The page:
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Protests in Charlotte Sept. 21, 2016
David Boraks / WFAE

UPDATED

(10:00 pm) Mayor Pro Tem Vi Lyles was at the CMPD control center Wednesday night. She spoke with WFAE's Mark Rumsey about the night's events and the investigation into the shooting of Keith Lamont Scott by CMPD Officer Brently Vinson.

"I have confidence that they are going to respect their mission and values in this investigation," said Lyles.

   
http://steinhardt.nyu.edu

The initial outrage over Tuesday's fatal police shooting in Charlotte of Keith Lamont Scott was expressed on a Facebook Live video feed. A woman who identified herself as Scott's daughter recorded a nearly one hour video in which she repeatedly yelled and cursed at officers on the scene.

Protests in Charlotte Sept. 21, 2016
Tom Bullock / WFAE

Thursday, September 22

The shooting of an African-American man in the University area on Tuesday afternoon led to protests that became increasingly violent in the overnight hours on Wednesday. Many encouraged on-going protests including a boycott of white-owned Charlotte businesses. City officials encouraged calm and called for dialogue while others say it’s time for systemic change. We're joined by Mayor Jennifer Roberts and other.


Charlotte Observer

This much we know: around 4:00 Tuesday afternoon, Keith Lamont Scott was shot and killed by police near his north Charlotte home. Protests over that killing turned violent Tuesday night. And Wednesday, two very different narratives have emerged over why Scott was shot. 

In northeast Charlotte Tuesday, a Charlotte Mecklenburg police officer shot and killed a black man. That prompted a night of angry protests. Police say they’re still investigating but here’s what we know:

Officers went to an apartment complex off Old Concord Road to serve an arrest warrant. They saw 43-year-old Keith Lamont Scott sitting in a parked car. Police say he got out of the car with a gun, and that’s when officer Brentley Vinson, also an African-American, fired.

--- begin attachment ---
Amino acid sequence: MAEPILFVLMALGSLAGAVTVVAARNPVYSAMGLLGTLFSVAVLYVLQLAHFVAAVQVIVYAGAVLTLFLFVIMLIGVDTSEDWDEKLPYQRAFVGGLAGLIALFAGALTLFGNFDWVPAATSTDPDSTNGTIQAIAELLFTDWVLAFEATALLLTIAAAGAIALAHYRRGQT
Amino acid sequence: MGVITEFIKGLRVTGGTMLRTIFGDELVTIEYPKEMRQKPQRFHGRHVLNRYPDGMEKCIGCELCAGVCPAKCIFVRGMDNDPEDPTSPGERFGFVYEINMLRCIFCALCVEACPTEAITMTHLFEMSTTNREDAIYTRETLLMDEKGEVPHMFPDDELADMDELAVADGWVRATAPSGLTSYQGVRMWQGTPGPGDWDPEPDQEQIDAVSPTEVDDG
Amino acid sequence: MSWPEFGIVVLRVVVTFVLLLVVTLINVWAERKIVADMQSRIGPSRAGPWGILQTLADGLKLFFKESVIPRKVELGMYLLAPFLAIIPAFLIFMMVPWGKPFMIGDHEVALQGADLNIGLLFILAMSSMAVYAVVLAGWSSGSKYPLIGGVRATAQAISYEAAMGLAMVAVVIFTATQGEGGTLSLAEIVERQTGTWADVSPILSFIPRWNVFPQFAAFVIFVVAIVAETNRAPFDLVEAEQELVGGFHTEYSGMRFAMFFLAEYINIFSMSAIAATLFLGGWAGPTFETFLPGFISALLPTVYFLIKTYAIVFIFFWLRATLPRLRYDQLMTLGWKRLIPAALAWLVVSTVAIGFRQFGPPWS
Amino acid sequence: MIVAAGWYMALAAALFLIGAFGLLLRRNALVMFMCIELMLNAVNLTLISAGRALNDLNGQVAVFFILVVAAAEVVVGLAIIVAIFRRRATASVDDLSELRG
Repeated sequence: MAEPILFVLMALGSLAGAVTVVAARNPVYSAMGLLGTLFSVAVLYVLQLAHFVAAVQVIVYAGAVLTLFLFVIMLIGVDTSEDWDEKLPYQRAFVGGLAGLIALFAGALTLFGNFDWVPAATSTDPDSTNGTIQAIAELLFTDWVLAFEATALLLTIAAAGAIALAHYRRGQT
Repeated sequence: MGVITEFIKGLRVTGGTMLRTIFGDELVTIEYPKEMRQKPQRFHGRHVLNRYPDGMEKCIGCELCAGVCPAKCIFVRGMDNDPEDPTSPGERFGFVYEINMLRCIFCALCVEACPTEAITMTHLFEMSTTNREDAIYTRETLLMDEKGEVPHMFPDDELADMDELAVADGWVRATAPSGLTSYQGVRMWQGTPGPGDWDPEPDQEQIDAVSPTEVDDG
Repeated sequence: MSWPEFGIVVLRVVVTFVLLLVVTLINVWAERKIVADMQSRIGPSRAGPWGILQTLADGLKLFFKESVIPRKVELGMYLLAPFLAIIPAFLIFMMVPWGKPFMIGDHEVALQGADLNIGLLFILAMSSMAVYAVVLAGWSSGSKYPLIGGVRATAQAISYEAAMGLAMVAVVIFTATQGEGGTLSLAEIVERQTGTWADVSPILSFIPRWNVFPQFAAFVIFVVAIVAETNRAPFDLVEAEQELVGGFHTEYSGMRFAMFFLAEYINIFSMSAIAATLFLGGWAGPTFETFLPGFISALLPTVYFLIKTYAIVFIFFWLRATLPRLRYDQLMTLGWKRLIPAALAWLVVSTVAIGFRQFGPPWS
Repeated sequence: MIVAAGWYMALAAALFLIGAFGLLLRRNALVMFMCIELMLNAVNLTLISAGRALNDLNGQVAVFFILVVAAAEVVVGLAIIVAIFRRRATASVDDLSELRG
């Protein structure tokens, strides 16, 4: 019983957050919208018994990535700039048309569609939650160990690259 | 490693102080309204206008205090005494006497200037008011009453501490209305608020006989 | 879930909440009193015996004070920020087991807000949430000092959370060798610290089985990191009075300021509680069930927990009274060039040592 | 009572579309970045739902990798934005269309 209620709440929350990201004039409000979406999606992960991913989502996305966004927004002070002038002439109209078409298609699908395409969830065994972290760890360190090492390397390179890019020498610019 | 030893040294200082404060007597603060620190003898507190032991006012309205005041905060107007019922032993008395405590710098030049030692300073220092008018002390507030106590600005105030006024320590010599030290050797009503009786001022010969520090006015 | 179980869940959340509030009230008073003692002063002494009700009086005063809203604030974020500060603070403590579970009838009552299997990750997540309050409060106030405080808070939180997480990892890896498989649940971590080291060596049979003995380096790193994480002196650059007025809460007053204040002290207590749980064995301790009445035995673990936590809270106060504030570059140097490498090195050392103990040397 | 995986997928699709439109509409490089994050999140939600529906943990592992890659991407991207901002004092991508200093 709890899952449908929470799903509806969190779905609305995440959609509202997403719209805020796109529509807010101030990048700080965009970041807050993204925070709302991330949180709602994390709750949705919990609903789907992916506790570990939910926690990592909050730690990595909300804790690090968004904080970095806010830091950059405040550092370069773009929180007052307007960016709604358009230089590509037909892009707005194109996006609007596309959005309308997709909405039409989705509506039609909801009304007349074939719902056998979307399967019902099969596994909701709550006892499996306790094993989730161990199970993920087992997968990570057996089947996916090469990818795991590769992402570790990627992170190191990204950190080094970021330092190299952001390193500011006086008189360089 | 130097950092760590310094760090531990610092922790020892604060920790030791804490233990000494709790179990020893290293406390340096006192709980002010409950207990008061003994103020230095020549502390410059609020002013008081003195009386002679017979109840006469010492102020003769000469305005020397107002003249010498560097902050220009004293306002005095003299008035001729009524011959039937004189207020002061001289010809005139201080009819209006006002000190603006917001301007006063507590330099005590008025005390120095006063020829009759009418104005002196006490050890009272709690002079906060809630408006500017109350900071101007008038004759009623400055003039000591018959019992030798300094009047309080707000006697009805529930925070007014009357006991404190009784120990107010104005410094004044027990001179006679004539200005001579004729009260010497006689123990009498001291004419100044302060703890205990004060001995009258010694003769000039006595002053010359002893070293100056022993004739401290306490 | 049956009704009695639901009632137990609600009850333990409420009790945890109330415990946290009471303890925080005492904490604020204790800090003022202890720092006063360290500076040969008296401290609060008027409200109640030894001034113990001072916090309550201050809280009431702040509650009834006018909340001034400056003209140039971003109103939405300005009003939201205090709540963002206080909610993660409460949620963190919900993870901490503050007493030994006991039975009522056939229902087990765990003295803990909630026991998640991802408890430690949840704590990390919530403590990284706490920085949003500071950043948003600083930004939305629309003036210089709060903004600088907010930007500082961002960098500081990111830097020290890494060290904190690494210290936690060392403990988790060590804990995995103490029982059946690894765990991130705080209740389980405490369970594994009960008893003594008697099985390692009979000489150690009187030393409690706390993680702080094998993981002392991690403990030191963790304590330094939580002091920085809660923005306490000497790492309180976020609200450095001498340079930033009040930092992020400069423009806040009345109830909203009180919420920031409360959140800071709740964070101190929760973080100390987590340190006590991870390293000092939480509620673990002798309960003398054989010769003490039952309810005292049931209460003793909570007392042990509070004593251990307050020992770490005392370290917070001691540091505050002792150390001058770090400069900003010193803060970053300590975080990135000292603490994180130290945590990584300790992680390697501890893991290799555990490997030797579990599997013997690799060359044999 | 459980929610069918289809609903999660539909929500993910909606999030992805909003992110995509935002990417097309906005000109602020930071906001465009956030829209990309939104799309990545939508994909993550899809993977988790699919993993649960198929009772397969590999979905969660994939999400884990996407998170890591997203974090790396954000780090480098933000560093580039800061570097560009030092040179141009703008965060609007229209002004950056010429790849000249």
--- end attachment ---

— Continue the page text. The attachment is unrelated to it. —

Charlotte Mecklenburg police chief Kerr Putney has given more details about a fatal police shooting Tuesday and his department’s response to protests later in northeast Charlotte.

Police fire tear gas into the protest on Tuesday night
Ely Portillo / Charlotte Observer

The streets leading into Old Concord Road were blocked off to vehicle traffic for much of the night, but pedestrians were allowed to walk to and from the protest site. And as WFAE’s Gwendolyn Glenn reports, people were still heading to the scene after midnight with the smell of tear gas hanging heavily in the air.

CMPD officers blocking Old Concord Rd. at Suther Rd.
Gwendolyn Glenn / WFAE

Roughly 1,000 protesters marched through portions of the University area Tuesday night and early Wednesday morning in response to a police shooting death of an African-American man.

Roy Cooper
David Boraks / WFAE

Democratic gubernatorial candidate Roy Cooper told a business lunch in Charlotte Tuesday that the laws and policies of Gov. Pat McCrory and Republicans are damaging the state's reputation. Cooper says he'll work with citizens and business leaders to repair it.

Cooper, currently the state’s attorney general, made his pitch for the governor's job at the Hood Hargett Breakfast Club at the Palm Restaurant, where McCrory spoke last week.

People gather on a hill as Charlotte police work the scene at The Village at College Downs apartments on Tuesday, September 20, 2016.
Jeff Siner / Charlotte Observer

At least a dozen police were injured during protests in Charlotte, following the shooting death by police of an African-American man Tuesday. Police say he was armed, his family says he was not.

WFAE's Gwendolyn Glenn has more. 

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